BLUE DIAMOND STAKES

Caulfield, VIC / 1200m / Race 7
Saturday, February 24 at 4:05pm

Blue DIAMOND STAKES:

STATISTICS

The Betting:

Knowledge & Insight

Only once in the 47 editions of the Blue Diamond have we seen joint favourites – Riva Diva (first) and Vertingly (tenth) started 9/4 each of two in 1992.

In the other 46 editions, the outright elect has prevailed on sixteen occasions (34.78%) with eight running second and six coming in third. The favourite therefore has missed a place as often as it has won – 16 times.

Six favourites have started in the red (odds-on), with two landing the prize, Sepoy (2011) and Rancher (1982), both sharing the shortest starting price at $1.40 (2/5).

Six winners have started $21 (20/1) or longer – Out of Danger (1976) and Street Café (1984) sharing the honour of the longest priced winner at 40/1.

Friday’s Verdict will compare this year’s wide open Blue Diamond betting with previous runnings – only six times previously have we witnessed a Blue Diamond market with the favourite’s SP at $4.50 (7/2) or longer.

Form Focus Verdict

Excluding 1992 when there were equal favourites at 9/4, the following numbers show how rare it is that we have a Blue Diamond favourite at each-way odds:

Odds On = 6 starts (2-1-1)
$2 to $3.30 = 23 starts (10-4-3)
$3.40 to $4.90 = 14 starts (4-3-2)
$5 or longer = 3 starts (0-0-0)

It wasn’t until 1996 (the race conducted at Flemington) to have a favourite at each-way odds with Clang starting 4/1 ($5) favourite, the winner being Paint at 13/2 ($7.50).

In 2006, Due Sasso was despatched as the $5.50 favourite, Nadeem landing the prize at $17, while the following year, Victory Chant at $6.50 became the longest-priced favourite in Diamond history, finishing last behind $8 shot Sleek Chassis.

There have been thirteen double-figure odds winners overall with six of those starting at $21 or longer, Out of Danger (1976) & Street Café (1984) sharing the honour of the longest priced winner at 40/1 ($41).

The Hayes/Dabernig colt Long Leaf holds sway as $6.50 favourite – the history of Lindsay Park-trained favourites is interesting: despite scoring nine times in the race, none of their seven outright or one equal favourites has saluted.

BARRIER POSITIONS:

Knowledge & Insight

The history of winning Blue Diamond barriers, whilst favouring those drawn low overall, has seen a marginal shift towards those drawn out in recent years.

Seven of the past dozen winners have drawn gate nine or wider, with Earthquake (2014) out of 15 and Star Witness (2010) out of 14. Extreme Choice (2016) and Catchy last year both came out of gate 11.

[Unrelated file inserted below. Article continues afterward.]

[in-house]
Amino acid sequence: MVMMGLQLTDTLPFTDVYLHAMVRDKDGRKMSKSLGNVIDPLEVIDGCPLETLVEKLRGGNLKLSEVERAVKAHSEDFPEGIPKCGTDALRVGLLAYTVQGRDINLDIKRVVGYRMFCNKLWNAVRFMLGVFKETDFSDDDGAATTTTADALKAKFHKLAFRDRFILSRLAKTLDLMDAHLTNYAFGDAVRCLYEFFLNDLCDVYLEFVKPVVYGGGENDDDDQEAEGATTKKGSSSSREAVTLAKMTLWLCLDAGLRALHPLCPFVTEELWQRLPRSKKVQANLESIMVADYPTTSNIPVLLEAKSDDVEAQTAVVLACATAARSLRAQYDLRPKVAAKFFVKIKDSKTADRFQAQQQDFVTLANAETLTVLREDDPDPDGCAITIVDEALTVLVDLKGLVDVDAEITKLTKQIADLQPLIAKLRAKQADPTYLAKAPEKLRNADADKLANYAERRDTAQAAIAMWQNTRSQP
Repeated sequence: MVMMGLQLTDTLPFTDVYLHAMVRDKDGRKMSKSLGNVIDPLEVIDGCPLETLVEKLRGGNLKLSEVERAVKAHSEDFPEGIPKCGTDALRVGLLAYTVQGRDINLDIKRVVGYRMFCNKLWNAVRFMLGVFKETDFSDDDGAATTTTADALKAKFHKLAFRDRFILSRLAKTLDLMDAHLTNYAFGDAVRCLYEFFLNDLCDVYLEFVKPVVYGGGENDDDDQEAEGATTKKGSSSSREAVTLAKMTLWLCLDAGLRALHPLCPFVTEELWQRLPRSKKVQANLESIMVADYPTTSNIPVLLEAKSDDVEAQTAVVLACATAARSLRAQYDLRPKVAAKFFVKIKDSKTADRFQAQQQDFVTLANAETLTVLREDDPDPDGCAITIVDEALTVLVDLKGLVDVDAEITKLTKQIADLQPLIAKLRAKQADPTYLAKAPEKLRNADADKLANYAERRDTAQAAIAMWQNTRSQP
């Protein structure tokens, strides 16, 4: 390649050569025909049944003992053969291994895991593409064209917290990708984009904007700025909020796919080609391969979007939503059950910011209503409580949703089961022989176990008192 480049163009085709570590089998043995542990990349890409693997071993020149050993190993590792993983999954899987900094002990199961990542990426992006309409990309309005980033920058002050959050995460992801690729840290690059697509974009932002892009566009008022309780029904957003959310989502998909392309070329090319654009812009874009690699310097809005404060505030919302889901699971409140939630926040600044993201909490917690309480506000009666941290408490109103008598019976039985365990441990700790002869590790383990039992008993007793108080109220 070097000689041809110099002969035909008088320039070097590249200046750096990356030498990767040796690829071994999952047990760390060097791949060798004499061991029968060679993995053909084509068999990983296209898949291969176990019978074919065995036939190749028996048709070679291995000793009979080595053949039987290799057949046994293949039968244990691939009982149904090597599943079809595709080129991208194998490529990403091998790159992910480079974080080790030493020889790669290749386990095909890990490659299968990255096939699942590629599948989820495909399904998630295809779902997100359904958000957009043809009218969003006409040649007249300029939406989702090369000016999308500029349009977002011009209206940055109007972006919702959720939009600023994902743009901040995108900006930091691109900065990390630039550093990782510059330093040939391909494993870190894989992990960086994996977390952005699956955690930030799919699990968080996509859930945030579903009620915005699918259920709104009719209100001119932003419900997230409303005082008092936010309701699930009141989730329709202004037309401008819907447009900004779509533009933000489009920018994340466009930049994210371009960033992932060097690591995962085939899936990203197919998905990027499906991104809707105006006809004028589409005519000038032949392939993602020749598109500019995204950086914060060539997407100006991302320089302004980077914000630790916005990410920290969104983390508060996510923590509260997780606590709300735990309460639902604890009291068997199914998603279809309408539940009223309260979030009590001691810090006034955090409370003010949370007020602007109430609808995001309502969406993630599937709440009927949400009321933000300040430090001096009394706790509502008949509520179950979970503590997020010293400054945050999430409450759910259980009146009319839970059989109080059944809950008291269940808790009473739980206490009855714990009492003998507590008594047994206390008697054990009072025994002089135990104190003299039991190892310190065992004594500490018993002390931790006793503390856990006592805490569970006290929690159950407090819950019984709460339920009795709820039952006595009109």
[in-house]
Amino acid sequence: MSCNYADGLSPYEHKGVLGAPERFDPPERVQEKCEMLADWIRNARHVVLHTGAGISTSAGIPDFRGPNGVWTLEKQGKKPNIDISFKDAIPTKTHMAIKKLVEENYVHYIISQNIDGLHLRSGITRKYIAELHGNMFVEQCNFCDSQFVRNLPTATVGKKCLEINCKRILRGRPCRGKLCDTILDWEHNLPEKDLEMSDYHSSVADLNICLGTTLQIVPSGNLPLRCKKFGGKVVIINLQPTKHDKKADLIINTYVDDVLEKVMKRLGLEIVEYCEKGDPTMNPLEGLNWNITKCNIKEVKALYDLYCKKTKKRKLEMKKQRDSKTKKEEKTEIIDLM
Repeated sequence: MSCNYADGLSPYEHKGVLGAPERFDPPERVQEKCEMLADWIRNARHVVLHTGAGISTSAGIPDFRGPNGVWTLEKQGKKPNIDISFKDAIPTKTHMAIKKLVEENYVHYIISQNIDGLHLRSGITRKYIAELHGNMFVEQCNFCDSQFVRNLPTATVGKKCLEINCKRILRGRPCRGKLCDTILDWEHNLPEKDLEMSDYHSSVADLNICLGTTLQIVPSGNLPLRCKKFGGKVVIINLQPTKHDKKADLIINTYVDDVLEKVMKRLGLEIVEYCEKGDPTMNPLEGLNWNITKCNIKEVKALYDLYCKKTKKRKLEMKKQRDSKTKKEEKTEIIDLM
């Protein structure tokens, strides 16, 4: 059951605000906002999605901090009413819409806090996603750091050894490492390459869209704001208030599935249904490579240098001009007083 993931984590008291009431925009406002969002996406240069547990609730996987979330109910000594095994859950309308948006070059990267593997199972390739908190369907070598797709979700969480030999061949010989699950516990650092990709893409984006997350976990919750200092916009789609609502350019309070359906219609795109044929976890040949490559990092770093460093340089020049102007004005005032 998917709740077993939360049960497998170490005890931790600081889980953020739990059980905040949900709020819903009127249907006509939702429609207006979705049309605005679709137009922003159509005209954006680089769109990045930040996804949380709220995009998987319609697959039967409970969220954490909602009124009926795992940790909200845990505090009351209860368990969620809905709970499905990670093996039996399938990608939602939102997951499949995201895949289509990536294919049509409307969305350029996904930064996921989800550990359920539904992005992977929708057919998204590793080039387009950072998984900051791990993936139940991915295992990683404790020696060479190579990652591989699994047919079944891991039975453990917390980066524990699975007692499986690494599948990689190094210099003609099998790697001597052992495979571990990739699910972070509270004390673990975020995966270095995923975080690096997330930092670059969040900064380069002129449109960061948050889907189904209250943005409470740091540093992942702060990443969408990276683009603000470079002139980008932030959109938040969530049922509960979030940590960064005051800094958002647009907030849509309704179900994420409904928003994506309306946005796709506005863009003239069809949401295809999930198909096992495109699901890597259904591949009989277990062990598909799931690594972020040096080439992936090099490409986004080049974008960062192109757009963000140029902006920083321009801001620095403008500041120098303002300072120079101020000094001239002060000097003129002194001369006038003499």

Twenty-two of the forty-seven winners drew from gates 1 to 6, although gate 6 boasts just the solitary win – Black Shoes (1981). Gates 7 to 12 inclusive have 18 wins, while the wider gates (13 and/or wider) have notched 7 wins overall.

Strike-rate is interesting – barrier 15 on top (15%) with 3 wins from 20 starts, then barriers 4, 5 and 7 (10.63%) with 5 wins from 47 starts.

Form Focus Verdict

A field of sixteen or more has fronted the starter in this race on 14 prior occasions with the successful barriers being: 11-15-7-4-4-13-17-6-7-3-12-2-13-11

Clearly, it’s not unfavourable to be drawn out in a capacity Diamond field; one can potentially avoid traffic and have clear galloping room.

Further, there have been a further six runnings with a field size of fifteen, the successful barriers being: 14-15-15-8-5-9.

Barrier 16 has the dubious honour of hoodoo-gate with zero wins from fourteen attempts, so all the very best to Native Soldier this year.

AGE AND SEX:

Knowledge & Insight

First run in 1971, the Blue Diamond “replaced” a 2yo event named the Merson Cooper Stakes, now conducted in the Spring. The Merson Cooper had been a useful springboard for juveniles heading to the Golden Slipper with Vain (1969), Storm Queen (1966) and Pago Pago (1963) all taking the race before subsequent success in the Slipper.

The VRC Sires Produce Stakes had traditionally been Victoria’s flagship race for two-year-olds (the three horses mentioned above all won the Sires as well), but it didn’t take long before the Blue Diamond overtook the Sires as the prestige race for juveniles in Victoria.

Fillies trail the colts and geldings by nine wins overall (19 to 28), with Bounding Away (1986) and Courtza (1989) being the only fillies to land the Diamond-Slipper double. For the boys, John’s Hope (1972), Manikato (1978) and Sepoy (2011) have been able to complete this famous double.

A filly has been Diamond favourite or co-favourite on 18 prior occasions – Friday’s Verdict will run a detailed eye across this stat in respect of this year’s race.

Form Focus Verdict

Fillies when favourite have a useful 50% strike-rate (9 winners from 18 favourites), whereas the boys come in at 26.6% strike-rate overall.